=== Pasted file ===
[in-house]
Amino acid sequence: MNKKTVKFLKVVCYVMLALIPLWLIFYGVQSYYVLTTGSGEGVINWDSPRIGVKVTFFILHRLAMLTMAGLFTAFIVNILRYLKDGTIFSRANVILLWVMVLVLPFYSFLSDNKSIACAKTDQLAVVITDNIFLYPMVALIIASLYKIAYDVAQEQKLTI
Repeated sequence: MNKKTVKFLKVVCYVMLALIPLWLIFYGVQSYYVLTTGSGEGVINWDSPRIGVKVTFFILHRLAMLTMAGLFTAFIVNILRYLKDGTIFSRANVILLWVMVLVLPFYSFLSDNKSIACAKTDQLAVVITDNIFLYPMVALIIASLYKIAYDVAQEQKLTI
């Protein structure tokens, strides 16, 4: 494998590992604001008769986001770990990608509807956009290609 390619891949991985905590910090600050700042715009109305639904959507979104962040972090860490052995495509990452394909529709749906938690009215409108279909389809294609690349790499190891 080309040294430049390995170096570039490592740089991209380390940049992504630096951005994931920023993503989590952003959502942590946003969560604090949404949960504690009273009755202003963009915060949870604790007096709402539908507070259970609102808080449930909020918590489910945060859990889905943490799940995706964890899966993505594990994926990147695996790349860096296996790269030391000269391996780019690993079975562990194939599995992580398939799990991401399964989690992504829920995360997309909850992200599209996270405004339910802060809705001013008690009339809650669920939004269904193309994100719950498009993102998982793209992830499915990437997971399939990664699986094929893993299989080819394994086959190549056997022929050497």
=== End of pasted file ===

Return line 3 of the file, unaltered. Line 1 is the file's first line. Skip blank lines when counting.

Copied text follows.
Repeated sequence: MNKKTVKFLKVVCYVMLALIPLWLIFYGVQSYYVLTTGSGEGVINWDSPRIGVKVTFFILHRLAMLTMAGLFTAFIVNILRYLKDGTIFSRANVILLWVMVLVLPFYSFLSDNKSIACAKTDQLAVVITDNIFLYPMVALIIASLYKIAYDVAQEQKLTI